We recently received a letter from a nursing student who is taking a class on ethics in the medical field, asking about whether or not we support laws like New Jersey’s “Janet’s Law.” For those that do not know what this law is, it is a bill that requires all schools, public and nonpublic, to have automated external defibrillators (AEDs), and trained staff that can respond to sudden cardiac events, by September 1, 2014. The bill is named after Janet Zilinski, an 11-year-old girl that died during cheerleading practice. Since her death, her family has started a foundation that has been raising awareness and providing AEDs for places that do not have them.
While on the surface, Janet’s Law seems like a law everyone would support, there is a level of opposition to laws like these. One, are the usual disagreements that go along when any government regulations are made. While most people do think schools should have AEDs, some think it should not be a government regulated matter. The other issue is even though private schools are also being required to comply with the law; the government is not providing funds even though there are many schools that are already looking for ways to cut down on their tight budgets.
Now, we understand the reasoning behind those disagreements, but we think the law will do more good than harm. The benefit of government stepping in on this issue is because it puts the issue of sudden cardiac arrest involving children in the spotlight. There are schools that have never had a child suffer from one in their history and even schools that may never have one. The problem is, many times if a school has never had one happen on their grounds they either do not have an AED, or if they do it may be poorly maintained, or they may have a minimal amount of staff trained to actually handle cardiac arrest. When the NJ government made the law it said, hey this is something that does happen but can be prevented by a few cautionary measures.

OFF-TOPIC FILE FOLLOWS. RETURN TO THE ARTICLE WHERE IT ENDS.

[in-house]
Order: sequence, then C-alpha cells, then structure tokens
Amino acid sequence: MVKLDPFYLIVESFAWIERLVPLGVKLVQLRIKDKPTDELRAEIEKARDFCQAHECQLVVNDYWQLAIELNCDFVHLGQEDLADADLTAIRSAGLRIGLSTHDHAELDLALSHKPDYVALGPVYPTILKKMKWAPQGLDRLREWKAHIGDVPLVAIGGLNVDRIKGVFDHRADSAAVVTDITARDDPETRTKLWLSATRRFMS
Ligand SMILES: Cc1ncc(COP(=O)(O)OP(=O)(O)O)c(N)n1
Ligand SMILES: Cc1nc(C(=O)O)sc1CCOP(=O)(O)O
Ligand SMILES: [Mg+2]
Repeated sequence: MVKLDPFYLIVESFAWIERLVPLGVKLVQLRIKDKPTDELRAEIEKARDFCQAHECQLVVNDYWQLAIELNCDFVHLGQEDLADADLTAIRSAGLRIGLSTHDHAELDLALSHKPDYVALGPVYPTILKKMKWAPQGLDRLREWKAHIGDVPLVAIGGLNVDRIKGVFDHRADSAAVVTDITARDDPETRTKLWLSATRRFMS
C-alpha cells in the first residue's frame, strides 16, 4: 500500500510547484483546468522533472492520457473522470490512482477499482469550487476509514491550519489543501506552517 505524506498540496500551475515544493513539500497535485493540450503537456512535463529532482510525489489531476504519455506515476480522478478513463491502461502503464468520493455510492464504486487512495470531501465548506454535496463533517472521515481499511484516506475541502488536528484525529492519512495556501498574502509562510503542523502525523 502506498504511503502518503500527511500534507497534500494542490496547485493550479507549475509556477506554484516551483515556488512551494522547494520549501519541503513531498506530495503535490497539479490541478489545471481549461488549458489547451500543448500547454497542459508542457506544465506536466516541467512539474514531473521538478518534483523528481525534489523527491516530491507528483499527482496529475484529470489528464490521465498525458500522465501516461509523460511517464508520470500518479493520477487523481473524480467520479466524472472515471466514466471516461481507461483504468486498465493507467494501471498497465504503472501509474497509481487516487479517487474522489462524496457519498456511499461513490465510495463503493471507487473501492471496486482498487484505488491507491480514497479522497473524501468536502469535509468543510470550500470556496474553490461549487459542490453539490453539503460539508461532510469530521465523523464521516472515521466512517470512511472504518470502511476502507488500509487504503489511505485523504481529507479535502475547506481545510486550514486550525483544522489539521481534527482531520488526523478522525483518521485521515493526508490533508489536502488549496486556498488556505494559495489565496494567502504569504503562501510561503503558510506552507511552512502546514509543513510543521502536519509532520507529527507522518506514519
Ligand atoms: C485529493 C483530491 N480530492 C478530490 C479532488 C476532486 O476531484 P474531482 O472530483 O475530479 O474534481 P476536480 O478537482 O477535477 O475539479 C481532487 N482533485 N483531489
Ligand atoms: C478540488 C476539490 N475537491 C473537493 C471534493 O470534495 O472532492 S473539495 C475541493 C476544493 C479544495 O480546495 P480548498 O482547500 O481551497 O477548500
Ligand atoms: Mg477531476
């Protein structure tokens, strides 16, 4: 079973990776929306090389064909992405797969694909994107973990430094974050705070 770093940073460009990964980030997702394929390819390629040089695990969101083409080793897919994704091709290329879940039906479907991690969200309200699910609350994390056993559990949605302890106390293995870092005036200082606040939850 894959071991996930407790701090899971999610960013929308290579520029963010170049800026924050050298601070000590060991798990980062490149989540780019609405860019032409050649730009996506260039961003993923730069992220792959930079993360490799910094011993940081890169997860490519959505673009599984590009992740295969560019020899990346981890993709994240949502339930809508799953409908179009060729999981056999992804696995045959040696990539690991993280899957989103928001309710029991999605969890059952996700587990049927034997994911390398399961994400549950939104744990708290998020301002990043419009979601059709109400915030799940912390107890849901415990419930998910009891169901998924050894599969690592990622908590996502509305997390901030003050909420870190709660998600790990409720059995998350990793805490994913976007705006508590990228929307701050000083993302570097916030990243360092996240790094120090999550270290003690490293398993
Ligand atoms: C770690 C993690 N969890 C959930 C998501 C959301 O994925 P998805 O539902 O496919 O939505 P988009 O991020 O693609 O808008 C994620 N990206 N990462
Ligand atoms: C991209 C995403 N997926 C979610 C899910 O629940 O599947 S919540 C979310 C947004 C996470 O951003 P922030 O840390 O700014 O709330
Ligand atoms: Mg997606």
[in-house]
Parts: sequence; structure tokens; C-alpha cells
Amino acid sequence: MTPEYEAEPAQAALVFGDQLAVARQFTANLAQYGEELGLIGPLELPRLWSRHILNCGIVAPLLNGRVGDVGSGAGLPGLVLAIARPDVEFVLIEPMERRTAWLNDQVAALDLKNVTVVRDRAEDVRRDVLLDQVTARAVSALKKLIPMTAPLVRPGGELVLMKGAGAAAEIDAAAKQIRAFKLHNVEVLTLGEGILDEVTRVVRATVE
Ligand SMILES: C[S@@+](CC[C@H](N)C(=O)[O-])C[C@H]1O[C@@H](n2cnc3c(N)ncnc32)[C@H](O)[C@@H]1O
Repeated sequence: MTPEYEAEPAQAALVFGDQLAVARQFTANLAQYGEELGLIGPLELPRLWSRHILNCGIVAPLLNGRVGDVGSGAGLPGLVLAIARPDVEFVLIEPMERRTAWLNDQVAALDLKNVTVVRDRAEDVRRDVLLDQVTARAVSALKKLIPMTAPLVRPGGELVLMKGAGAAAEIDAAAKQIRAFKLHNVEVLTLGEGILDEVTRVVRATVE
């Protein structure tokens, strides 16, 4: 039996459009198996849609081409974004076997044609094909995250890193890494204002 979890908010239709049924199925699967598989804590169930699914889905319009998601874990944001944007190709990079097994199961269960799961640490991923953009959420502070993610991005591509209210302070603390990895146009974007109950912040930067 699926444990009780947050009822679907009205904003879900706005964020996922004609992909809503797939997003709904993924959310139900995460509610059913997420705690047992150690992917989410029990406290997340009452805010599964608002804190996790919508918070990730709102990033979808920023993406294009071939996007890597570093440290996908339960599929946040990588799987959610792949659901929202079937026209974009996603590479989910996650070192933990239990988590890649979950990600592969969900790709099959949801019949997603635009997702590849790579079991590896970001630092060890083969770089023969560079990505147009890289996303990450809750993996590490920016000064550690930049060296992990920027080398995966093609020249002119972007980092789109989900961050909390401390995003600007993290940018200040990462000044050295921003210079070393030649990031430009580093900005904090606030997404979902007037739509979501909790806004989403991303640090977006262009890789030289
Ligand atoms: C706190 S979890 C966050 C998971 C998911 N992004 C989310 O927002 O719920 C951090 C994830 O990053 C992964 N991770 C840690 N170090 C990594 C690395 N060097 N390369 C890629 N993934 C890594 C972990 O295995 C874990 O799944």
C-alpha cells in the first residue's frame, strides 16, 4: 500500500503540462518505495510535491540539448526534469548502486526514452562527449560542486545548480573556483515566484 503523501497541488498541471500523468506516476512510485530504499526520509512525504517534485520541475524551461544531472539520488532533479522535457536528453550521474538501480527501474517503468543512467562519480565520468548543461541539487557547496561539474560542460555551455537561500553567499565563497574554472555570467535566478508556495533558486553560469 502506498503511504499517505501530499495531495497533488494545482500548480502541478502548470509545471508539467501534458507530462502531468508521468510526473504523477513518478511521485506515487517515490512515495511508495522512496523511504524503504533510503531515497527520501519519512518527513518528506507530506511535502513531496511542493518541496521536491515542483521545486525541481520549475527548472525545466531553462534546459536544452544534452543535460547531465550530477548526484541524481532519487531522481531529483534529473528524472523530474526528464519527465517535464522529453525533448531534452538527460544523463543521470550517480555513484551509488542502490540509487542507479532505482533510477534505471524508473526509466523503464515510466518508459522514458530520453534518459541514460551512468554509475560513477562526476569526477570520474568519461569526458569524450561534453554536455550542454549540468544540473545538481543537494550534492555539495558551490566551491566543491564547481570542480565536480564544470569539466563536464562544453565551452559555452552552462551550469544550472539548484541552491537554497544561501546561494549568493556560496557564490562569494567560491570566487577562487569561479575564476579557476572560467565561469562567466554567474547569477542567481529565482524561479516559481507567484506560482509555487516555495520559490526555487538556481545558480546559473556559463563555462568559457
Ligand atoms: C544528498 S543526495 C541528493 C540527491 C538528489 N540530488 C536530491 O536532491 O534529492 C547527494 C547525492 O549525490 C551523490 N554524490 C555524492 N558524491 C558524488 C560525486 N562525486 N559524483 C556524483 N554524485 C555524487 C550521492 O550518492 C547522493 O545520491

On the issue of funding, Janet’s Law was pursued for six years by Janet’s parents, and during that time they also started a project called Janet’s Fund. With it they have donated AEDs all over the state. When the law was put into place, Janet’s father, Jim Zilinsk said that they will do all they can to make sure schools that have tight budgets will get help. In addition, the law was passed in September of 2012, so all schools are given two full years to find a way to afford it.
Although as an AED provider, our opinions on this matter are a little biased, but that is not just because we sell AEDs. We are biased because we have seen how an AED in the right hands will save a life and too many children have died because that was not available at their school. With that in mind, AED.com supports Janet’s Law and all other state laws that have put AEDs in schools. AED.com will continue to do what it can to help schools meet requirements and see that they can afford it.